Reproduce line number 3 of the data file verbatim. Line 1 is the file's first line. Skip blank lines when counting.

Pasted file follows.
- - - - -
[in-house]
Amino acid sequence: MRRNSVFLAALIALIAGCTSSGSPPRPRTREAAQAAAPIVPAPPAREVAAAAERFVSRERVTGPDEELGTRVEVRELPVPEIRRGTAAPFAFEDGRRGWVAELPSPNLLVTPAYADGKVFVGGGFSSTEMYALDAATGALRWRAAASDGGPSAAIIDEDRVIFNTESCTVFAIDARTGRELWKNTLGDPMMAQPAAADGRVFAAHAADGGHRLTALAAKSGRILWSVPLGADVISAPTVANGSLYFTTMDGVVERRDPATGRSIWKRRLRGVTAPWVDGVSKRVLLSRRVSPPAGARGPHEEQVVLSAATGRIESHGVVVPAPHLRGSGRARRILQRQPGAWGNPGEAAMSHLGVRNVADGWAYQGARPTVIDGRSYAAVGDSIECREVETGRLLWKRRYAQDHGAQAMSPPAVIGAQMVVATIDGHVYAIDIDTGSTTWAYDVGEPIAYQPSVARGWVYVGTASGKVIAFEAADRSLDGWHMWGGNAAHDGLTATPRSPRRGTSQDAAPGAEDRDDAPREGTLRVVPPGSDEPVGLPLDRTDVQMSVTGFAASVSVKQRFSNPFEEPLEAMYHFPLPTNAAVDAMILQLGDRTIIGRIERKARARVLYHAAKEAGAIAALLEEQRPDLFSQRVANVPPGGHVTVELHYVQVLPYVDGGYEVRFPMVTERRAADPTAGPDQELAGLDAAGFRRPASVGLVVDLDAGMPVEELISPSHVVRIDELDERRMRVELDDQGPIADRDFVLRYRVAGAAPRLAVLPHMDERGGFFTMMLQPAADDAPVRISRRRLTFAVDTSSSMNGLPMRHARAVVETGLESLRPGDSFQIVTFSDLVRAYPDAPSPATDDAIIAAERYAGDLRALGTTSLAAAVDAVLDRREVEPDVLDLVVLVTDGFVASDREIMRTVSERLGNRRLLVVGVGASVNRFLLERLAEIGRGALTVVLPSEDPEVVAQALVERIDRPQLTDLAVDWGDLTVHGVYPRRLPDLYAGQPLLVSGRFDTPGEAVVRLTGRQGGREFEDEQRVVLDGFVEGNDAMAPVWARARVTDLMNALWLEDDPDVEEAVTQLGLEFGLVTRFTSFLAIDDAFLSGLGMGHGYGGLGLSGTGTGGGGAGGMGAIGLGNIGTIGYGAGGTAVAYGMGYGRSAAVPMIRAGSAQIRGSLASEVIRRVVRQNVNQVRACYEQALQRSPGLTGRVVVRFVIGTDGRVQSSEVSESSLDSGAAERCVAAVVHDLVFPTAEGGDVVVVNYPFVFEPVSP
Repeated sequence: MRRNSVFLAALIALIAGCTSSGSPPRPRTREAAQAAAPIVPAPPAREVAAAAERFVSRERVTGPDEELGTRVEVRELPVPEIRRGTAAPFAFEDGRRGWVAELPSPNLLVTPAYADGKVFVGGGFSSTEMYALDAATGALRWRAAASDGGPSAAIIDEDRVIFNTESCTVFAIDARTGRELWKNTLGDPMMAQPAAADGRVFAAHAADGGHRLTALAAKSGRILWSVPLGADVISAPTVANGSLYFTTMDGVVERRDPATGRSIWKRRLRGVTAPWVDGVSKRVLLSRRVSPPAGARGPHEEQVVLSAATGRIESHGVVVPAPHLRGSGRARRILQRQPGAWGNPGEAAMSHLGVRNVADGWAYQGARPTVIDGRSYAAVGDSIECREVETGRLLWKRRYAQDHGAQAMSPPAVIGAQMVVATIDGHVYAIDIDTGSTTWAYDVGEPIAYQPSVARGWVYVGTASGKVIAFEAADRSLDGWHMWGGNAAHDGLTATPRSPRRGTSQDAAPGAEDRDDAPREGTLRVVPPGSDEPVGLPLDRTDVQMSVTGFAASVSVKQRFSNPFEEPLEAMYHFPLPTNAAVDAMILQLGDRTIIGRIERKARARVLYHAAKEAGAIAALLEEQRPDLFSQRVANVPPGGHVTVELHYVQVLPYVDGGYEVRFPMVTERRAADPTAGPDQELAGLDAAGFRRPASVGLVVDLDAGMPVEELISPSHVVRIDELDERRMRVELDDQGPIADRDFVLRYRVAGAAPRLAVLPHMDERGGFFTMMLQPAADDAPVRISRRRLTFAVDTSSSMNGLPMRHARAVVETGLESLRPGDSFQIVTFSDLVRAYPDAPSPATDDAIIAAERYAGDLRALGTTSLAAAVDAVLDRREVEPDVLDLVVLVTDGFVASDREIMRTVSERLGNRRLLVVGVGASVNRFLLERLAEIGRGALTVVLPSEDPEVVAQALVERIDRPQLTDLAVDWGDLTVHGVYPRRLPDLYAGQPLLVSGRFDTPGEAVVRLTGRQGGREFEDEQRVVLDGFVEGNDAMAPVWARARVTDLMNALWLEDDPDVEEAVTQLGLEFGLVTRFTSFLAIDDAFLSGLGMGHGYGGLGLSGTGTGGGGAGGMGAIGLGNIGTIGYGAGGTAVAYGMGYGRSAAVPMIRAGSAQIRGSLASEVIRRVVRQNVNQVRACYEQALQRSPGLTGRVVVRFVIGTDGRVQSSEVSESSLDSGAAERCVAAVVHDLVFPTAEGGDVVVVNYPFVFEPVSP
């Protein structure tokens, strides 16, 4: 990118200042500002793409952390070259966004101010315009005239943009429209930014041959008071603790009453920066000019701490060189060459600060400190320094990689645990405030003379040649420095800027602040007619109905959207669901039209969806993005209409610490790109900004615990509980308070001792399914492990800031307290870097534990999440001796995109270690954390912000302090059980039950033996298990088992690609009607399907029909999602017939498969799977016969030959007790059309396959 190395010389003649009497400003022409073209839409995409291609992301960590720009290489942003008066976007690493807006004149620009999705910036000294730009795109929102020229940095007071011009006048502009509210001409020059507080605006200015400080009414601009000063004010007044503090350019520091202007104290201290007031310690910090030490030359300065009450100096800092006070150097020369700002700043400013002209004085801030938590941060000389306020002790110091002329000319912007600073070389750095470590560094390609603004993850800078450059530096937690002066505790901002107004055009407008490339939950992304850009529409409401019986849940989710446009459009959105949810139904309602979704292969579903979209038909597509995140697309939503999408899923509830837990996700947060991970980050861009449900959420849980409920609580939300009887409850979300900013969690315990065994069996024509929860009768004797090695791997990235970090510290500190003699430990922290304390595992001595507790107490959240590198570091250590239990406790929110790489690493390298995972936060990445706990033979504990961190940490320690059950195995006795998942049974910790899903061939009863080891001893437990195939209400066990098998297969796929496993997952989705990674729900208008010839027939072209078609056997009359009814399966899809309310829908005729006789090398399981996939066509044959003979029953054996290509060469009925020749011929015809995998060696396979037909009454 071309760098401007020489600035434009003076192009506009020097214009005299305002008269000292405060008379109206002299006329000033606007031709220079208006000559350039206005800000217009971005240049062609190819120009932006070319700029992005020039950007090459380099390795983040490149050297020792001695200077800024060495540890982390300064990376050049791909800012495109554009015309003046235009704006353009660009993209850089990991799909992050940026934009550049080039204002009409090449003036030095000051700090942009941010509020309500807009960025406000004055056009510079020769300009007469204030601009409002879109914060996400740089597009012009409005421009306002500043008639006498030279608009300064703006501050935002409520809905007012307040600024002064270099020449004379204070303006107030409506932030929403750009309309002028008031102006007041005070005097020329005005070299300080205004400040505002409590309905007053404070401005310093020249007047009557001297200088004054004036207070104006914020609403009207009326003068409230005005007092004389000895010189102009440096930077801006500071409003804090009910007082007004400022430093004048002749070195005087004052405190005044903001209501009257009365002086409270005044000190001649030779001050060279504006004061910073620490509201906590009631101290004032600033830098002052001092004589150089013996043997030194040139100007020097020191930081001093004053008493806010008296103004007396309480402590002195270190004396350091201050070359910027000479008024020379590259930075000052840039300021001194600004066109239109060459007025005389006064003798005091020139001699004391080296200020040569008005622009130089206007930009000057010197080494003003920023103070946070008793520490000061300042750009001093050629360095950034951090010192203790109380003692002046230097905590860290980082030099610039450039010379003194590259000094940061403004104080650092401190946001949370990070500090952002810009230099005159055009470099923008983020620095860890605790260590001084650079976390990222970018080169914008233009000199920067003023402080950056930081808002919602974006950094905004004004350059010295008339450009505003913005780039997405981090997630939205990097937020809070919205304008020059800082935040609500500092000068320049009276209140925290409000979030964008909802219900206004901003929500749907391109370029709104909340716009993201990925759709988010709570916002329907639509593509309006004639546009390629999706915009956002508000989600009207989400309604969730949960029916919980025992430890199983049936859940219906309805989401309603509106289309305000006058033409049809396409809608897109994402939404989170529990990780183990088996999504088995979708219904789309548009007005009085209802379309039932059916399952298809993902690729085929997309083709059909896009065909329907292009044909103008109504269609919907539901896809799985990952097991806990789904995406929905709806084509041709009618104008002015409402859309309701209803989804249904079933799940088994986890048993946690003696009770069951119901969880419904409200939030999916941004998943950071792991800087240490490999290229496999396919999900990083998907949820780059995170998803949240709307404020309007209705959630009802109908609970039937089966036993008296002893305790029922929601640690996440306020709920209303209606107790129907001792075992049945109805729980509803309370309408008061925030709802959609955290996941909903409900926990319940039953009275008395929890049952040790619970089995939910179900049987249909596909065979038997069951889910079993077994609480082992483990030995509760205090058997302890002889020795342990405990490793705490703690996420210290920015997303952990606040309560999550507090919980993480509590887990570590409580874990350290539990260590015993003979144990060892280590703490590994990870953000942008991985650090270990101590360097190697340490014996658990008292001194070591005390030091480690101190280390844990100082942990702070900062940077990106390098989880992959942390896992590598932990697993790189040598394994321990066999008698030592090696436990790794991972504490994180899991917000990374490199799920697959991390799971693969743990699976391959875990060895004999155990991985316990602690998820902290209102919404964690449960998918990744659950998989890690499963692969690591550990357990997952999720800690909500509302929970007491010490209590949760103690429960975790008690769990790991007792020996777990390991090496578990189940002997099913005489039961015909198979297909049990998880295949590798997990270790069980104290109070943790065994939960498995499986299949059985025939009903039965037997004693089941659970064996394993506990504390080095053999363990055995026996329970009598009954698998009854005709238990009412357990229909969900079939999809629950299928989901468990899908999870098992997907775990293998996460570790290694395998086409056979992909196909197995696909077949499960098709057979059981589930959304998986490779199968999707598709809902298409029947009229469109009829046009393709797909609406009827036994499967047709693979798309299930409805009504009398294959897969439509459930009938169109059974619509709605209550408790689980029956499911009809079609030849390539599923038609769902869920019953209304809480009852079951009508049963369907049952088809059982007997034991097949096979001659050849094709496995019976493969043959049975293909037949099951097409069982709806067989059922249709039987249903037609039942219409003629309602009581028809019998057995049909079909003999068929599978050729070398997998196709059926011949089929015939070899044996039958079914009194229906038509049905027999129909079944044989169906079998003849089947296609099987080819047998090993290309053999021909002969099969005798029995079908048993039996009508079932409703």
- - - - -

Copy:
Repeated sequence: MRRNSVFLAALIALIAGCTSSGSPPRPRTREAAQAAAPIVPAPPAREVAAAAERFVSRERVTGPDEELGTRVEVRELPVPEIRRGTAAPFAFEDGRRGWVAELPSPNLLVTPAYADGKVFVGGGFSSTEMYALDAATGALRWRAAASDGGPSAAIIDEDRVIFNTESCTVFAIDARTGRELWKNTLGDPMMAQPAAADGRVFAAHAADGGHRLTALAAKSGRILWSVPLGADVISAPTVANGSLYFTTMDGVVERRDPATGRSIWKRRLRGVTAPWVDGVSKRVLLSRRVSPPAGARGPHEEQVVLSAATGRIESHGVVVPAPHLRGSGRARRILQRQPGAWGNPGEAAMSHLGVRNVADGWAYQGARPTVIDGRSYAAVGDSIECREVETGRLLWKRRYAQDHGAQAMSPPAVIGAQMVVATIDGHVYAIDIDTGSTTWAYDVGEPIAYQPSVARGWVYVGTASGKVIAFEAADRSLDGWHMWGGNAAHDGLTATPRSPRRGTSQDAAPGAEDRDDAPREGTLRVVPPGSDEPVGLPLDRTDVQMSVTGFAASVSVKQRFSNPFEEPLEAMYHFPLPTNAAVDAMILQLGDRTIIGRIERKARARVLYHAAKEAGAIAALLEEQRPDLFSQRVANVPPGGHVTVELHYVQVLPYVDGGYEVRFPMVTERRAADPTAGPDQELAGLDAAGFRRPASVGLVVDLDAGMPVEELISPSHVVRIDELDERRMRVELDDQGPIADRDFVLRYRVAGAAPRLAVLPHMDERGGFFTMMLQPAADDAPVRISRRRLTFAVDTSSSMNGLPMRHARAVVETGLESLRPGDSFQIVTFSDLVRAYPDAPSPATDDAIIAAERYAGDLRALGTTSLAAAVDAVLDRREVEPDVLDLVVLVTDGFVASDREIMRTVSERLGNRRLLVVGVGASVNRFLLERLAEIGRGALTVVLPSEDPEVVAQALVERIDRPQLTDLAVDWGDLTVHGVYPRRLPDLYAGQPLLVSGRFDTPGEAVVRLTGRQGGREFEDEQRVVLDGFVEGNDAMAPVWARARVTDLMNALWLEDDPDVEEAVTQLGLEFGLVTRFTSFLAIDDAFLSGLGMGHGYGGLGLSGTGTGGGGAGGMGAIGLGNIGTIGYGAGGTAVAYGMGYGRSAAVPMIRAGSAQIRGSLASEVIRRVVRQNVNQVRACYEQALQRSPGLTGRVVVRFVIGTDGRVQSSEVSESSLDSGAAERCVAAVVHDLVFPTAEGGDVVVVNYPFVFEPVSP